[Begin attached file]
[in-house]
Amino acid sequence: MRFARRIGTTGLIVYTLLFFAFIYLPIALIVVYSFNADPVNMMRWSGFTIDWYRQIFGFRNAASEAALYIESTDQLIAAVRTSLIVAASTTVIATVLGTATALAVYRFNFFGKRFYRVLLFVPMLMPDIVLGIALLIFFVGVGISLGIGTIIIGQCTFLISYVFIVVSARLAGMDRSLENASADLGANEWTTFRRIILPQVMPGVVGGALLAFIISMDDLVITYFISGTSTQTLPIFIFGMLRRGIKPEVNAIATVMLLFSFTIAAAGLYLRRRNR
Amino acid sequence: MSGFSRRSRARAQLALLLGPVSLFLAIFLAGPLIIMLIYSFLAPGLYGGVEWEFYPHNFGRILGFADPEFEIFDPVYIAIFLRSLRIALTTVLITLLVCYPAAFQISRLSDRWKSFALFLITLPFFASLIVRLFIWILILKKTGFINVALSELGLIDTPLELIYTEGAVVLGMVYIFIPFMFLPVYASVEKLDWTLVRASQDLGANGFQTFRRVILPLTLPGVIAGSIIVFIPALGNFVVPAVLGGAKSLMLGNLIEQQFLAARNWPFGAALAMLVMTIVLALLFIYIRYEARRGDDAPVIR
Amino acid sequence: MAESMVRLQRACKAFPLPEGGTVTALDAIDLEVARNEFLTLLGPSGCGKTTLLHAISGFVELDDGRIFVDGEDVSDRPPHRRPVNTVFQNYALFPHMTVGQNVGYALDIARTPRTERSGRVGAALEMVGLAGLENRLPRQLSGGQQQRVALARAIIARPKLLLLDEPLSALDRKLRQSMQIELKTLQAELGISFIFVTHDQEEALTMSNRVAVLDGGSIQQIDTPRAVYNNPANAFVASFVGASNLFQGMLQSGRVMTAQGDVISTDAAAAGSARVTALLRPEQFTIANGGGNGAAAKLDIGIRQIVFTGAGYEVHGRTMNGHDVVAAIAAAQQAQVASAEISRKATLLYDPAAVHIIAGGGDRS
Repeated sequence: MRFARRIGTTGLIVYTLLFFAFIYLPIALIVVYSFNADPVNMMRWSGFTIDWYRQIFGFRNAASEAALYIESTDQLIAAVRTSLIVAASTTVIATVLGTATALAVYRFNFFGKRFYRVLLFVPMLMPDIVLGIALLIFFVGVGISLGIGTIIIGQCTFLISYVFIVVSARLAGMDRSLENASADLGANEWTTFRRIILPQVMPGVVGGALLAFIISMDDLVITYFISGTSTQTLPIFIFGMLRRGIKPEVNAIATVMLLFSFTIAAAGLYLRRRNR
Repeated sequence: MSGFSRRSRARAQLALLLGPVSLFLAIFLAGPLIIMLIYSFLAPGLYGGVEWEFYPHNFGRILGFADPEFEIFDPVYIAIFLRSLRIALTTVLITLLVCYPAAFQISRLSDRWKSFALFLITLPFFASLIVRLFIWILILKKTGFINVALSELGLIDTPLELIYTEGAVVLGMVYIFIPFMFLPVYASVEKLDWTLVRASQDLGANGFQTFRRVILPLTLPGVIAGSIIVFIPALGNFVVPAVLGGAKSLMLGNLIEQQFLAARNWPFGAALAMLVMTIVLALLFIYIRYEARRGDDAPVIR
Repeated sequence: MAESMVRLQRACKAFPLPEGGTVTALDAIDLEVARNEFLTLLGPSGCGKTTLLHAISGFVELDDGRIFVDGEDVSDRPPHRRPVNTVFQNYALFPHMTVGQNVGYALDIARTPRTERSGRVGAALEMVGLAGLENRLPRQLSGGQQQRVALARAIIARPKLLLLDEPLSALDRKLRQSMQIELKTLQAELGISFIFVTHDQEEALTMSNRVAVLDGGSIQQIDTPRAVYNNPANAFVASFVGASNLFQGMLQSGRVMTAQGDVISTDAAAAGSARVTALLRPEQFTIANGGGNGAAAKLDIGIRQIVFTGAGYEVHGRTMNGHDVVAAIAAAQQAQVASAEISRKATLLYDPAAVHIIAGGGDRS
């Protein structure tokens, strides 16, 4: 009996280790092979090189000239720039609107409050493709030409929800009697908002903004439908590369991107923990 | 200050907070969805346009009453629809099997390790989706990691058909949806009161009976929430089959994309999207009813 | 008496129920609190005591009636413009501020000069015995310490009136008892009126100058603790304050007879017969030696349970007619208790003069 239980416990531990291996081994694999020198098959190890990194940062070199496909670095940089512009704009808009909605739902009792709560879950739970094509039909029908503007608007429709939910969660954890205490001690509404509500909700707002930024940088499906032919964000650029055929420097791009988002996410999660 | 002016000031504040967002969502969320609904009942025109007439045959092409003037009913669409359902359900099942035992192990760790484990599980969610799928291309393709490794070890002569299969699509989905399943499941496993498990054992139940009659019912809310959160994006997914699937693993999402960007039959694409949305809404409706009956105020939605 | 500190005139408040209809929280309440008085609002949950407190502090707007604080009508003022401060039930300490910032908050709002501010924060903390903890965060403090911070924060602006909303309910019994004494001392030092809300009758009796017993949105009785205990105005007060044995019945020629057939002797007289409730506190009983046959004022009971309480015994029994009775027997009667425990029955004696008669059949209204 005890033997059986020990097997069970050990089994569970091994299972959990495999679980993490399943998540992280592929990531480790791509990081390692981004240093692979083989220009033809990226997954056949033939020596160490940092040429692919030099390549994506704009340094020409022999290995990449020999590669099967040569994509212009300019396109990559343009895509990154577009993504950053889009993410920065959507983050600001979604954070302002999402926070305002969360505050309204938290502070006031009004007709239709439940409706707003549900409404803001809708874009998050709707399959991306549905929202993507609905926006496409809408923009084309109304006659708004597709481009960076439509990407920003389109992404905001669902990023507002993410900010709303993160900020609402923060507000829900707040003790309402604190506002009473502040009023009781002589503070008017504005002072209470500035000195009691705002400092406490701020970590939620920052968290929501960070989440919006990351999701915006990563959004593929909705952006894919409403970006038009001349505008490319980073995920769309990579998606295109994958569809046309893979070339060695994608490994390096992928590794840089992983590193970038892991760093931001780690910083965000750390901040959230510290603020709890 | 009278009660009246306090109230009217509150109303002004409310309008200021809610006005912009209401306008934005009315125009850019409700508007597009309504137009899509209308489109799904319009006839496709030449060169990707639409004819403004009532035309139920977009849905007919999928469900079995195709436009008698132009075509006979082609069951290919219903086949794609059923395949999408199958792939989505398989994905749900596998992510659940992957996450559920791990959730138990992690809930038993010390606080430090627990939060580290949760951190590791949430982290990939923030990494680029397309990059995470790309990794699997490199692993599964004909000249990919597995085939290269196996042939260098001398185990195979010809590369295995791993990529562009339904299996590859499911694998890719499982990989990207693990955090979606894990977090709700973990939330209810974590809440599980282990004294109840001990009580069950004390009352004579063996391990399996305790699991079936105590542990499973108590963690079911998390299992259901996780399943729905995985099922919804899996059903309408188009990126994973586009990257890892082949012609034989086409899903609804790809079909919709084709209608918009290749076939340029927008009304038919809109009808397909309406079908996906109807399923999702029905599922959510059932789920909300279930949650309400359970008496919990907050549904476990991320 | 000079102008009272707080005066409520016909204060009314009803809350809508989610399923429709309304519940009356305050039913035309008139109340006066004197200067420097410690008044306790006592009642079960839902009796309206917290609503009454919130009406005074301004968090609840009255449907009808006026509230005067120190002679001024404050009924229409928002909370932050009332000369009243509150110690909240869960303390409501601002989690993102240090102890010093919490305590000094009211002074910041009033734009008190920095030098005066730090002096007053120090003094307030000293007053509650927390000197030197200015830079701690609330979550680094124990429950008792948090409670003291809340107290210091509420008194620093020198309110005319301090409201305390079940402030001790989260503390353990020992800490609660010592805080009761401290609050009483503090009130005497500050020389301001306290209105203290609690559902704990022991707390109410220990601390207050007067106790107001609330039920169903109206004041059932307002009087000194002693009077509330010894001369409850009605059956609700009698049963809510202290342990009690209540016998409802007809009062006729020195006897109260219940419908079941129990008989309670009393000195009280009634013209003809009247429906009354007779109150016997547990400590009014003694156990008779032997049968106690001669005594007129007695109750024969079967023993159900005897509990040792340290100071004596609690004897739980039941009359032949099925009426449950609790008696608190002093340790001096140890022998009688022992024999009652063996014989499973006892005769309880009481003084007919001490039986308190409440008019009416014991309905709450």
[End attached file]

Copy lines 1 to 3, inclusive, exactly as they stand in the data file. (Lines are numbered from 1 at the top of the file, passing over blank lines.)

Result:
[in-house]
Amino acid sequence: MRFARRIGTTGLIVYTLLFFAFIYLPIALIVVYSFNADPVNMMRWSGFTIDWYRQIFGFRNAASEAALYIESTDQLIAAVRTSLIVAASTTVIATVLGTATALAVYRFNFFGKRFYRVLLFVPMLMPDIVLGIALLIFFVGVGISLGIGTIIIGQCTFLISYVFIVVSARLAGMDRSLENASADLGANEWTTFRRIILPQVMPGVVGGALLAFIISMDDLVITYFISGTSTQTLPIFIFGMLRRGIKPEVNAIATVMLLFSFTIAAAGLYLRRRNR
Amino acid sequence: MSGFSRRSRARAQLALLLGPVSLFLAIFLAGPLIIMLIYSFLAPGLYGGVEWEFYPHNFGRILGFADPEFEIFDPVYIAIFLRSLRIALTTVLITLLVCYPAAFQISRLSDRWKSFALFLITLPFFASLIVRLFIWILILKKTGFINVALSELGLIDTPLELIYTEGAVVLGMVYIFIPFMFLPVYASVEKLDWTLVRASQDLGANGFQTFRRVILPLTLPGVIAGSIIVFIPALGNFVVPAVLGGAKSLMLGNLIEQQFLAARNWPFGAALAMLVMTIVLALLFIYIRYEARRGDDAPVIR